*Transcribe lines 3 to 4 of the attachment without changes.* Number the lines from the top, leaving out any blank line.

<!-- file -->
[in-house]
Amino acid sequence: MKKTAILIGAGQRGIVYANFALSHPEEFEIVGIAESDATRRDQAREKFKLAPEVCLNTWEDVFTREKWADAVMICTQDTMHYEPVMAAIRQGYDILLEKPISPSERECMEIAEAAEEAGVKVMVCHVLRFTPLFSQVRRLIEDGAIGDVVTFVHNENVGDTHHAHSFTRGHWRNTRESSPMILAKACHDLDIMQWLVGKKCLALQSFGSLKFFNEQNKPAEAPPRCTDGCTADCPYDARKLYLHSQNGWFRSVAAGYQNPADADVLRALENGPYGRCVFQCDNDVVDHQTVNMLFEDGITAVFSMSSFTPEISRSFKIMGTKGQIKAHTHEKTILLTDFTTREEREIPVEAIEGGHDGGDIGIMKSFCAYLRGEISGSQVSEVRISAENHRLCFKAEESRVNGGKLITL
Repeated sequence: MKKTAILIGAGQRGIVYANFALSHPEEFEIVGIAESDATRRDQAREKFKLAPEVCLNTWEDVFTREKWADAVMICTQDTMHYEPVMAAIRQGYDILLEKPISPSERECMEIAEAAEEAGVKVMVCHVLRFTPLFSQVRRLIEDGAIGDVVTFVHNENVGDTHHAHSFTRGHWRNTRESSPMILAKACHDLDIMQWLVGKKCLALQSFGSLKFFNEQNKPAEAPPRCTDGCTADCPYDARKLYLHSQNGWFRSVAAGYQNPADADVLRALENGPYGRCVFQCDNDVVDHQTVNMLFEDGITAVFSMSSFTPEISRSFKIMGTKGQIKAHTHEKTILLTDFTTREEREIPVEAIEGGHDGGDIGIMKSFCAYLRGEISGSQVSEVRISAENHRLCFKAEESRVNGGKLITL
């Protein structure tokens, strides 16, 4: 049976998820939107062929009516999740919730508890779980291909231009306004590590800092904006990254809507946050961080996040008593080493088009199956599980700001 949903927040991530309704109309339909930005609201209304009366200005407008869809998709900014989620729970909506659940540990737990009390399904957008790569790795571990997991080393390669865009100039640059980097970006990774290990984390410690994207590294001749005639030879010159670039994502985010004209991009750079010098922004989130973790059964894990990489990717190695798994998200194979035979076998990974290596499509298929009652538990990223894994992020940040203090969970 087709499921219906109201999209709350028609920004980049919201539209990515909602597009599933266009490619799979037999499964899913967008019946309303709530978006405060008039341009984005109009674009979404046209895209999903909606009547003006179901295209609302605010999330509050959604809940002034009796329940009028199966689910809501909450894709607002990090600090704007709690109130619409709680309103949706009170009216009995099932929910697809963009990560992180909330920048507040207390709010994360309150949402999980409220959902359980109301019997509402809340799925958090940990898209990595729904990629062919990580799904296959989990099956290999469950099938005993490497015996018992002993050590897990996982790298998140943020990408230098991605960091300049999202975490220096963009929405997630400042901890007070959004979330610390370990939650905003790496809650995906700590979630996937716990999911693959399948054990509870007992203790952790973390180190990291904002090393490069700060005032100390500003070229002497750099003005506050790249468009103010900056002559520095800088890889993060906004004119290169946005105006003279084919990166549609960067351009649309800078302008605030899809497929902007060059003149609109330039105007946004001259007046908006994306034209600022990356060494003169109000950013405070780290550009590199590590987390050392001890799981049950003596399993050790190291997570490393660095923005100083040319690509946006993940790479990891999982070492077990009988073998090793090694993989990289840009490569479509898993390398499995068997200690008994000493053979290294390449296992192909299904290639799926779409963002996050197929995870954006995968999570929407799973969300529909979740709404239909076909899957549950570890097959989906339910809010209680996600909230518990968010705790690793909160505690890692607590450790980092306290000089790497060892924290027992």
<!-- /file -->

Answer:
Repeated sequence: MKKTAILIGAGQRGIVYANFALSHPEEFEIVGIAESDATRRDQAREKFKLAPEVCLNTWEDVFTREKWADAVMICTQDTMHYEPVMAAIRQGYDILLEKPISPSERECMEIAEAAEEAGVKVMVCHVLRFTPLFSQVRRLIEDGAIGDVVTFVHNENVGDTHHAHSFTRGHWRNTRESSPMILAKACHDLDIMQWLVGKKCLALQSFGSLKFFNEQNKPAEAPPRCTDGCTADCPYDARKLYLHSQNGWFRSVAAGYQNPADADVLRALENGPYGRCVFQCDNDVVDHQTVNMLFEDGITAVFSMSSFTPEISRSFKIMGTKGQIKAHTHEKTILLTDFTTREEREIPVEAIEGGHDGGDIGIMKSFCAYLRGEISGSQVSEVRISAENHRLCFKAEESRVNGGKLITL
């Protein structure tokens, strides 16, 4: 049976998820939107062929009516999740919730508890779980291909231009306004590590800092904006990254809507946050961080996040008593080493088009199956599980700001 949903927040991530309704109309339909930005609201209304009366200005407008869809998709900014989620729970909506659940540990737990009390399904957008790569790795571990997991080393390669865009100039640059980097970006990774290990984390410690994207590294001749005639030879010159670039994502985010004209991009750079010098922004989130973790059964894990990489990717190695798994998200194979035979076998990974290596499509298929009652538990990223894994992020940040203090969970 087709499921219906109201999209709350028609920004980049919201539209990515909602597009599933266009490619799979037999499964899913967008019946309303709530978006405060008039341009984005109009674009979404046209895209999903909606009547003006179901295209609302605010999330509050959604809940002034009796329940009028199966689910809501909450894709607002990090600090704007709690109130619409709680309103949706009170009216009995099932929910697809963009990560992180909330920048507040207390709010994360309150949402999980409220959902359980109301019997509402809340799925958090940990898209990595729904990629062919990580799904296959989990099956290999469950099938005993490497015996018992002993050590897990996982790298998140943020990408230098991605960091300049999202975490220096963009929405997630400042901890007070959004979330610390370990939650905003790496809650995906700590979630996937716990999911693959399948054990509870007992203790952790973390180190990291904002090393490069700060005032100390500003070229002497750099003005506050790249468009103010900056002559520095800088890889993060906004004119290169946005105006003279084919990166549609960067351009649309800078302008605030899809497929902007060059003149609109330039105007946004001259007046908006994306034209600022990356060494003169109000950013405070780290550009590199590590987390050392001890799981049950003596399993050790190291997570490393660095923005100083040319690509946006993940790479990891999982070492077990009988073998090793090694993989990289840009490569479509898993390398499995068997200690008994000493053979290294390449296992192909299904290639799926779409963002996050197929995870954006995968999570929407799973969300529909979740709404239909076909899957549950570890097959989906339910809010209680996600909230518990968010705790690793909160505690890692607590450790980092306290000089790497060892924290027992």